Pizza Dough - make pizza, calzones, or stromboli.
• To learn more, read:
One Great Pizza Dough That Makes Calzones & Stromboli, Too
• by Peter Reinhart
from Fine Cooking
This versatile dough can be used to make pizza, calzones, or stromboli. It gets its great depth of flavor from a long, slow fermentation, preferably overnight in the refrigerator.
- 3 1/2 c
- = 1 lb unbleached bread flour; more as needed
- 2 tsp
- granulated sugar or honey
- 1 1/2 tsp
- table salt (or 2-1/2 tsp. kosher salt)
- 1 1/4 tsp
- instant yeast
- 1 1/2 Tbsp
- extra-virgin olive oil; more as needed
- •optional semolina flour (optional)
It’s best to mix the dough at least a day before you plan to bake. The dough keeps for up to 3 days in the refrigerator or for 3 months in the freezer. To freeze the dough: After kneading the dough, divide it into 4 pieces for pizzas or calzones or 2 pieces for stromboli. Freeze each ball in its own zip-top freezer bag. They’ll ferment somewhat in the freezer, and this counts as the rise. Before using, thaw completely in their bags overnight in the fridge or at room temperature for 2 to 3 hours. Then treat the dough exactly as you would regular overnighted dough, continuing with the directions for making pizzas, calzones, or stromboli.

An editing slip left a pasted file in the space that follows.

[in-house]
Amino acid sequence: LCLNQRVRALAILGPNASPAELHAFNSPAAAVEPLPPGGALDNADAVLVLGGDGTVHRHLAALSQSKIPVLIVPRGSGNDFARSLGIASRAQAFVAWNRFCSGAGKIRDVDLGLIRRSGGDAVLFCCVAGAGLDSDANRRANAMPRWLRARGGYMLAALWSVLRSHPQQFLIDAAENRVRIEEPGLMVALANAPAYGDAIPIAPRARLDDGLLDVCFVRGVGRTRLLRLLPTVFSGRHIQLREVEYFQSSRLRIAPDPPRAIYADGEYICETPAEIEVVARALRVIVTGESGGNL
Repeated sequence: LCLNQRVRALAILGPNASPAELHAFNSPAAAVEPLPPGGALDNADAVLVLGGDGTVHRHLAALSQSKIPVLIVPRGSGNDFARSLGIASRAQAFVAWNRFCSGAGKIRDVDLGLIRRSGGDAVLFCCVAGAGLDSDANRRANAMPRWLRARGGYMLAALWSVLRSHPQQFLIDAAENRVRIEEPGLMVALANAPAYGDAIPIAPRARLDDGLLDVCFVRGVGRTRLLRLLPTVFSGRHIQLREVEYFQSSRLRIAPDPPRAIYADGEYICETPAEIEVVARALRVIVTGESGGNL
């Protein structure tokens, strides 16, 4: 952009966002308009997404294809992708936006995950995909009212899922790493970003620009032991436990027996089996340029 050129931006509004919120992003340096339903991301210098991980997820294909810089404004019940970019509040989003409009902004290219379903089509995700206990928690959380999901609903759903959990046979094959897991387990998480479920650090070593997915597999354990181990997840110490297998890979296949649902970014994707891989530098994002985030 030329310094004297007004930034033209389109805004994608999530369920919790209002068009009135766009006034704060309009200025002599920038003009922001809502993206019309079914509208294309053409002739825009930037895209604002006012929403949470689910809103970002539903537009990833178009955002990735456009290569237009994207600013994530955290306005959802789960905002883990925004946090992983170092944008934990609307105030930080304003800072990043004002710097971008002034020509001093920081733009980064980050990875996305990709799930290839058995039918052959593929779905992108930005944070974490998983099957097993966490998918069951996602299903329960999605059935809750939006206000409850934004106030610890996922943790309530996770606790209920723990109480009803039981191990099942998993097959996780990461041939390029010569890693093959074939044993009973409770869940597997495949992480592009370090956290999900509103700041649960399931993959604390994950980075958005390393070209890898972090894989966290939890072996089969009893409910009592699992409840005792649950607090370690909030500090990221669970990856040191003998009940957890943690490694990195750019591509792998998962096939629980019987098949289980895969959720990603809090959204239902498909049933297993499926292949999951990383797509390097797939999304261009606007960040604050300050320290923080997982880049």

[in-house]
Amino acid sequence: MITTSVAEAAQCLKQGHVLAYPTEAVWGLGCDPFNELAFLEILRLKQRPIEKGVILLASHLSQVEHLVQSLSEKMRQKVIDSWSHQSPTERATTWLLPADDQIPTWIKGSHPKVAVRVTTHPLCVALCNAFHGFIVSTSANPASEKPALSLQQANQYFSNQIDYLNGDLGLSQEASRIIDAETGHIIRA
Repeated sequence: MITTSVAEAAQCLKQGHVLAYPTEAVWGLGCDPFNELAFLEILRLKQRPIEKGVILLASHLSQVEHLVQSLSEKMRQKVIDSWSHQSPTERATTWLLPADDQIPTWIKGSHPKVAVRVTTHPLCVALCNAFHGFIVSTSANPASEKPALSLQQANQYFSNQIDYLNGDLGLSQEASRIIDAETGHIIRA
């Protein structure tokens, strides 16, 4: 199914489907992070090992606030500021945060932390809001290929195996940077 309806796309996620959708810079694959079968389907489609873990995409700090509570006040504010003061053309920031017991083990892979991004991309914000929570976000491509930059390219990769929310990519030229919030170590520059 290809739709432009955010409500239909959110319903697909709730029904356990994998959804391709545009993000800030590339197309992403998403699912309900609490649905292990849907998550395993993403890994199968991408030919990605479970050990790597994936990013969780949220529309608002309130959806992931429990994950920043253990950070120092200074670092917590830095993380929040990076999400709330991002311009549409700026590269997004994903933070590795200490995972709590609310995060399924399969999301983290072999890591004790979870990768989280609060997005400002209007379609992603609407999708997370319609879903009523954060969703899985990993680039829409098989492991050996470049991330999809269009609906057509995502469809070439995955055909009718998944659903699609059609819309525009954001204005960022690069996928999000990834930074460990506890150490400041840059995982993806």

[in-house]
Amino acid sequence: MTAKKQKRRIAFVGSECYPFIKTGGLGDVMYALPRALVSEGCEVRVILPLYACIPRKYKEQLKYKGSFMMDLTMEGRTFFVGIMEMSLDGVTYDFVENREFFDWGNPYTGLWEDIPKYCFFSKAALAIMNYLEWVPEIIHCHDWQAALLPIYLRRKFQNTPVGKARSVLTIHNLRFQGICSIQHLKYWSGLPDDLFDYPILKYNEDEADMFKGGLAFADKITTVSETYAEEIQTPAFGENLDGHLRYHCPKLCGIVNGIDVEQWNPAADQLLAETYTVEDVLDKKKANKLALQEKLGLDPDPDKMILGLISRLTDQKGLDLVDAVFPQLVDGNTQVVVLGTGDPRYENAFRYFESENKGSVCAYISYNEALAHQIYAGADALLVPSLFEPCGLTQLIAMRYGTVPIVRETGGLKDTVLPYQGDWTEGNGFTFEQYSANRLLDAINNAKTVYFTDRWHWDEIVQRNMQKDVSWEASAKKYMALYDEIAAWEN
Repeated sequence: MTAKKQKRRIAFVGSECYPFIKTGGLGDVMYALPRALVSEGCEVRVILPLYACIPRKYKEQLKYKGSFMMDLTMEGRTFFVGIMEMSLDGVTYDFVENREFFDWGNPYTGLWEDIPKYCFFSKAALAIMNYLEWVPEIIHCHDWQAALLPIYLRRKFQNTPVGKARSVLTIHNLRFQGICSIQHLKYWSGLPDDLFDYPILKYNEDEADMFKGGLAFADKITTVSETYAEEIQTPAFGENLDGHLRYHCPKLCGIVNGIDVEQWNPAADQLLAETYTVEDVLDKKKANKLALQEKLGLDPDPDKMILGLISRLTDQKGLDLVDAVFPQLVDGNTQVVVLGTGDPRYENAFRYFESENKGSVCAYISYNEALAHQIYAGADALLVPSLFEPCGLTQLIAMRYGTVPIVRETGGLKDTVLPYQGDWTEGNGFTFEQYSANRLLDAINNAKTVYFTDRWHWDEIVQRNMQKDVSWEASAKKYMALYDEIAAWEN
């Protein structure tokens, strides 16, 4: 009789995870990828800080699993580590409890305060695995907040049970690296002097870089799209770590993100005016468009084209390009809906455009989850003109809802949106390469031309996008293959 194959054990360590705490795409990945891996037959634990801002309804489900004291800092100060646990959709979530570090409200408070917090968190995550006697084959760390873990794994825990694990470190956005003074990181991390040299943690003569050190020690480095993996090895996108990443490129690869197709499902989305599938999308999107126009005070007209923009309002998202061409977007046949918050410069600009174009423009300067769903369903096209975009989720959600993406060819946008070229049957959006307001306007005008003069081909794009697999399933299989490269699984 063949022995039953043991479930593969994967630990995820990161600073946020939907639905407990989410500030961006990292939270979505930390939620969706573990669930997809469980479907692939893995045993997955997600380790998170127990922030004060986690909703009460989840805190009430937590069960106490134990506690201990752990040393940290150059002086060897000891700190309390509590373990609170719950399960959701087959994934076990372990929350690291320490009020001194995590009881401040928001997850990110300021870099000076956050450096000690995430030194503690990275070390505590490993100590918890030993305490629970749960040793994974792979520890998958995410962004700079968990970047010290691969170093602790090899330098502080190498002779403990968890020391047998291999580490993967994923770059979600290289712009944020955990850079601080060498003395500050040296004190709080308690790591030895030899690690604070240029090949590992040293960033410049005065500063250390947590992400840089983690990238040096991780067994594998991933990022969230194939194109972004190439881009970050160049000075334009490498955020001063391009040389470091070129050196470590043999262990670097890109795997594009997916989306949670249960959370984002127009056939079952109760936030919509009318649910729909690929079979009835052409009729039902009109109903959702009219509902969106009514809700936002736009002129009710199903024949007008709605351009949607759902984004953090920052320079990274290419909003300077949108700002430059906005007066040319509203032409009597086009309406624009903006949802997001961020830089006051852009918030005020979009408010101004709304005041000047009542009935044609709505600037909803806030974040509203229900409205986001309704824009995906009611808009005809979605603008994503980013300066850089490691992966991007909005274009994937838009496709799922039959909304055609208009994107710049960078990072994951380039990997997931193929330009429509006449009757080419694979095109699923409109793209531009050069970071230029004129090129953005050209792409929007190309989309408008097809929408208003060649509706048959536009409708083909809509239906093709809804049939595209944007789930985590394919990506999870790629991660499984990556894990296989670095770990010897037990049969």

Whole Wheat Pizza Dough: Replace 25% to 50% of the flour with an equal amount of whole wheat flour. It may be necessary to add more all-purpose flour as you knead. Your goal is to produce a ball of dough that is smooth, supple, and fairly tacky but not sticky. It may stick slightly to the bottom of the mixing bowl but not to sides of the bowl. When poked with a clean finger, the dough should peel off like a post-it note leaving only a slight residue.
Cornmeal Pizza Dough: Replace 25% to 50% of the flour with an equal amount of cornmeal. Start with the same water as in regular dough and adjust from there, adding more flour until the dough, when poked with a clean finger, peels off like a post-it note, leaving only a slight residue. You may need to add up to 10 Tbs. of flour to get the right consistency: supple and tacky (almost but not quite sticky).The amount of extra flour will depend on the type of cornmeal. Polenta, for instance, absorbs much more slowly than fine grind cornmeal. Because cornmeal often takes a little longer to fully hydrate, you’ll find that the dough will firm up slightly as it cools in the fridge.
PHOTO: SCOTT PHILLIPS